Real Is Rare
Diamonds have existed for centuries, but it wasn’t until the last century that scientists truly understood the chemical composition and geological events that brought the precious gemstone to be.
It’s well below the earth’s surface — some 100 miles in, where temperatures reach 2,000 degrees Fahrenheit or more and pressure surpasses 725,000 pounds per square inch — that diamonds are formed. And, for the most part, they surface through volcanic eruptions.
That very process is why real diamonds are so rare. There are only a finite amount, and humans can’t exactly call more up at will.
It’s easy to see, then, why researchers have tried to replicate the diamond-creation process in a highly controlled lab environment. Success first came in a General Electric laboratory in 1954, but the initial synthetic diamonds paled in comparison to real diamonds. Where real diamonds could be several carats, the initial lab-grown ones couldn’t even reach one carat. Where real diamonds easily met quality assurance standards, the initial synthetic ones did not.
But, with advancements in technology, synthetic diamonds have started bridging the gaps in size and quality — so much so that some can appear real to the naked eye.
Synthetic versus Simulated Diamonds
Synthetic and simulated may both mean the same thing, but in the diamond industry, they’re significantly different.
Simulated diamonds or diamond simulants are those that look very similar to a natural diamond but do not have the same chemical and physical composition. Also known as “fake,” these are completely different gems, usually of the cubic zirconia or moissanite variety. The former is the most common diamond substitute and is made of zirconium dioxide, lending to a softer and less durable material. Moissanite, the second-most common substitute, is mostly lab-grown and has the same electrical conductivity as a diamond.
Synthetic diamonds, then, are those that have the same structural and chemical properties as a natural one. Because of that, there are very minute differences between the two, and it can be difficult to spot them, particularly without special equipment.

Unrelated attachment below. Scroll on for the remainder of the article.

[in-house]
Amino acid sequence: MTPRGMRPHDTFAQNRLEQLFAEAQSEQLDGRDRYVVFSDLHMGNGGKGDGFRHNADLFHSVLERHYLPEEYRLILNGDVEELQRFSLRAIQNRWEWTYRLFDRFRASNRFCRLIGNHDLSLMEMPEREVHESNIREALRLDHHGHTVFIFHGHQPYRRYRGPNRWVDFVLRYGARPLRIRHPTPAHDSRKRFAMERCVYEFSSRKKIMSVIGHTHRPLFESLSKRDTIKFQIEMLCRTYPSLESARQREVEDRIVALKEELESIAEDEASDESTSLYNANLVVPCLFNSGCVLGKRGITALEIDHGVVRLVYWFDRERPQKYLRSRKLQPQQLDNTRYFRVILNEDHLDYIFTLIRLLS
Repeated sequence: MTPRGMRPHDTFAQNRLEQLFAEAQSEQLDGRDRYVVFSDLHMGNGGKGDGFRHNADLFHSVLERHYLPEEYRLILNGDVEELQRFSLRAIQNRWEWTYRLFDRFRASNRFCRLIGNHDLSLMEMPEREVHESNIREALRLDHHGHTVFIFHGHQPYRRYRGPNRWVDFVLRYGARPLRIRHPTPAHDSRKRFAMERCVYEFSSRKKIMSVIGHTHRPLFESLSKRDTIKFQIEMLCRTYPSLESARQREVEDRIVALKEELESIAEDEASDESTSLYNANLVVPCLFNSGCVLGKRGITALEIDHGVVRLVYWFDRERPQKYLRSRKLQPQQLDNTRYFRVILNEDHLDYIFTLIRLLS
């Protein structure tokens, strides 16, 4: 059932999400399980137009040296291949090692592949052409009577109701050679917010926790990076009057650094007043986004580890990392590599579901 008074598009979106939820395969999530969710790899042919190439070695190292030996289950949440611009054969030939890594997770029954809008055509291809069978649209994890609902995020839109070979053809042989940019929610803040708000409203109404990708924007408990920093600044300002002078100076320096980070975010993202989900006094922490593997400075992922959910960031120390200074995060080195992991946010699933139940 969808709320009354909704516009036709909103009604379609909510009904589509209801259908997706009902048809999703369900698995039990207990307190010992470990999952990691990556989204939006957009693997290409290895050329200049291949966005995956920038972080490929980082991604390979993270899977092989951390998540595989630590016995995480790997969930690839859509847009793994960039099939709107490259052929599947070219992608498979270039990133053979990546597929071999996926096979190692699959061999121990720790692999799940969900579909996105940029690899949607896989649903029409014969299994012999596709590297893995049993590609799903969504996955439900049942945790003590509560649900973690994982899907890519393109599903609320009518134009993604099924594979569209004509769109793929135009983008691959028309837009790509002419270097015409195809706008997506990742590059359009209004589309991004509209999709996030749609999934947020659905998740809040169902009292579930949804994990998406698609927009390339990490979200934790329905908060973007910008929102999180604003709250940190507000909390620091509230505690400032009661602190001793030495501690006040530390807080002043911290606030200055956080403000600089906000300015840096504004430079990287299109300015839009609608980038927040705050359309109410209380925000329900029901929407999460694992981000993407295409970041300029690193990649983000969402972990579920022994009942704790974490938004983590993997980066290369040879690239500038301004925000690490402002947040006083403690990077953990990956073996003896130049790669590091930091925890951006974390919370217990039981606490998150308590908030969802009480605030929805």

To get a better understanding of the similarities and differences between natural, synthetic and simulated diamonds, take a look at the chart below.
|Natural Diamond||Synthetic Diamond||Simulated Diamond|
|Composition||100% pure carbon||Can be carbon, in part or in whole||Completely different composition, such as zirconium dioxide (cubic zirconia) or silicone carbide (moissanite)|
|Durability||Most durable, scoring a 10 on the Mohs scale of hardness||Scores similarly to a natural diamond||Depends on the material, but scores at about an 8 or 9 on the hardness scale|
|Brilliance||Has a refractive index of 2.42 and emits mostly white light||Has similar brilliance to a natural diamond||Depends on the material (Moissanite, for example, has a higher refractive index, but emits more colorful light.)|
|Color||Scores between D and F for colorless diamonds||Scores similarly to a natural diamond||Depends on the material. Cubic zirconia can score in the D range, but will emit yellows and greens under certain lighting. Moissanite will score in the I through J range, showing yellows, grays and greens.|
|Value||Rare, will increase value over time||Becoming more common, will lose value over time||More easily available, will lose value over time|
The Synthetic Sensation
Jewelers saw the first 1+ carat lab-grown diamond within the last five years. And, since then, the race has been on to produce higher-carat synthetic diamonds, and even celebrities have taken notice. Patricia Arquette sported lab-grown diamond earrings and a ring at the 2019 Golden Globes, and the Duchess of Sussex, Meghan Markle, wore lab-grown diamond earrings in one of her first official outings as a royal.